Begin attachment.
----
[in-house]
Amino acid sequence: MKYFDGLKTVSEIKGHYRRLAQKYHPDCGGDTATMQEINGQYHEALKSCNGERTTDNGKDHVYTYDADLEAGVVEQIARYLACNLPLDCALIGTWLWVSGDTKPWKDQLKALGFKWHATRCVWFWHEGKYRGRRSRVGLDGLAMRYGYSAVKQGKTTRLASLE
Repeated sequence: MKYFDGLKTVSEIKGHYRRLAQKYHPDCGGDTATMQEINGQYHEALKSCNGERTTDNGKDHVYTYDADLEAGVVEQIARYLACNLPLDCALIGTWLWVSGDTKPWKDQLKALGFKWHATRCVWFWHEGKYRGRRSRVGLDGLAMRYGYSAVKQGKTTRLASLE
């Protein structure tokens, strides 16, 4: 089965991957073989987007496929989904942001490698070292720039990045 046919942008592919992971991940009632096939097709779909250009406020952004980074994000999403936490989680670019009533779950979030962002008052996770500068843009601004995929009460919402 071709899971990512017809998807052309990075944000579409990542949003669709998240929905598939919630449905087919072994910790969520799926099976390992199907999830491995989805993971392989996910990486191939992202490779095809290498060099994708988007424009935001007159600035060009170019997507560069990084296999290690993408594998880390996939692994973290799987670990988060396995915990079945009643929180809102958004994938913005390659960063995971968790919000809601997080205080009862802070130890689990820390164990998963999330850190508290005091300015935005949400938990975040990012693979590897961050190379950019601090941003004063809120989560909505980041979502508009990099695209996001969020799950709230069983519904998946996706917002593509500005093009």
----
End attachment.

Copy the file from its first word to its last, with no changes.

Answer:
[in-house]
Amino acid sequence: MKYFDGLKTVSEIKGHYRRLAQKYHPDCGGDTATMQEINGQYHEALKSCNGERTTDNGKDHVYTYDADLEAGVVEQIARYLACNLPLDCALIGTWLWVSGDTKPWKDQLKALGFKWHATRCVWFWHEGKYRGRRSRVGLDGLAMRYGYSAVKQGKTTRLASLE
Repeated sequence: MKYFDGLKTVSEIKGHYRRLAQKYHPDCGGDTATMQEINGQYHEALKSCNGERTTDNGKDHVYTYDADLEAGVVEQIARYLACNLPLDCALIGTWLWVSGDTKPWKDQLKALGFKWHATRCVWFWHEGKYRGRRSRVGLDGLAMRYGYSAVKQGKTTRLASLE
């Protein structure tokens, strides 16, 4: 089965991957073989987007496929989904942001490698070292720039990045 046919942008592919992971991940009632096939097709779909250009406020952004980074994000999403936490989680670019009533779950979030962002008052996770500068843009601004995929009460919402 071709899971990512017809998807052309990075944000579409990542949003669709998240929905598939919630449905087919072994910790969520799926099976390992199907999830491995989805993971392989996910990486191939992202490779095809290498060099994708988007424009935001007159600035060009170019997507560069990084296999290690993408594998880390996939692994973290799987670990988060396995915990079945009643929180809102958004994938913005390659960063995971968790919000809601997080205080009862802070130890689990820390164990998963999330850190508290005091300015935005949400938990975040990012693979590897961050190379950019601090941003004063809120989560909505980041979502508009990099695209996001969020799950709230069983519904998946996706917002593509500005093009």